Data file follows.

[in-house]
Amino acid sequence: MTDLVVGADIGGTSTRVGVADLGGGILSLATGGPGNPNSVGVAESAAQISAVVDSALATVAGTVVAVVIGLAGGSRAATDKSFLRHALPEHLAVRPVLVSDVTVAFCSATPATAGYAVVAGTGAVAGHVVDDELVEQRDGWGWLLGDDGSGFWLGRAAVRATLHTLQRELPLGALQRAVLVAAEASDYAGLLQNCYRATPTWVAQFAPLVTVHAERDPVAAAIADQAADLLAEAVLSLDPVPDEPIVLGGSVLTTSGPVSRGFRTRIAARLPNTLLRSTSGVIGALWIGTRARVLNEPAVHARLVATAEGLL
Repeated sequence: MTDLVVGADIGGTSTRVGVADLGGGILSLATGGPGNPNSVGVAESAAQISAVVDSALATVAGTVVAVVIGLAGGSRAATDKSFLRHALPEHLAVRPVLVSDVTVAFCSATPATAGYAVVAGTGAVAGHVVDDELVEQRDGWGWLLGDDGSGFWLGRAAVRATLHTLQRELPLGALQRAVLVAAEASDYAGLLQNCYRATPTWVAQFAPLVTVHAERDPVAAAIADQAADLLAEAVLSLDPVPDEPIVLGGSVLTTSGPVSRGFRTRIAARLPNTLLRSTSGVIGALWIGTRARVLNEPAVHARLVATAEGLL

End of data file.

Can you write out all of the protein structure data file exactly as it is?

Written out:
[in-house]
Amino acid sequence: MTDLVVGADIGGTSTRVGVADLGGGILSLATGGPGNPNSVGVAESAAQISAVVDSALATVAGTVVAVVIGLAGGSRAATDKSFLRHALPEHLAVRPVLVSDVTVAFCSATPATAGYAVVAGTGAVAGHVVDDELVEQRDGWGWLLGDDGSGFWLGRAAVRATLHTLQRELPLGALQRAVLVAAEASDYAGLLQNCYRATPTWVAQFAPLVTVHAERDPVAAAIADQAADLLAEAVLSLDPVPDEPIVLGGSVLTTSGPVSRGFRTRIAARLPNTLLRSTSGVIGALWIGTRARVLNEPAVHARLVATAEGLL
Repeated sequence: MTDLVVGADIGGTSTRVGVADLGGGILSLATGGPGNPNSVGVAESAAQISAVVDSALATVAGTVVAVVIGLAGGSRAATDKSFLRHALPEHLAVRPVLVSDVTVAFCSATPATAGYAVVAGTGAVAGHVVDDELVEQRDGWGWLLGDDGSGFWLGRAAVRATLHTLQRELPLGALQRAVLVAAEASDYAGLLQNCYRATPTWVAQFAPLVTVHAERDPVAAAIADQAADLLAEAVLSLDPVPDEPIVLGGSVLTTSGPVSRGFRTRIAARLPNTLLRSTSGVIGALWIGTRARVLNEPAVHARLVATAEGLL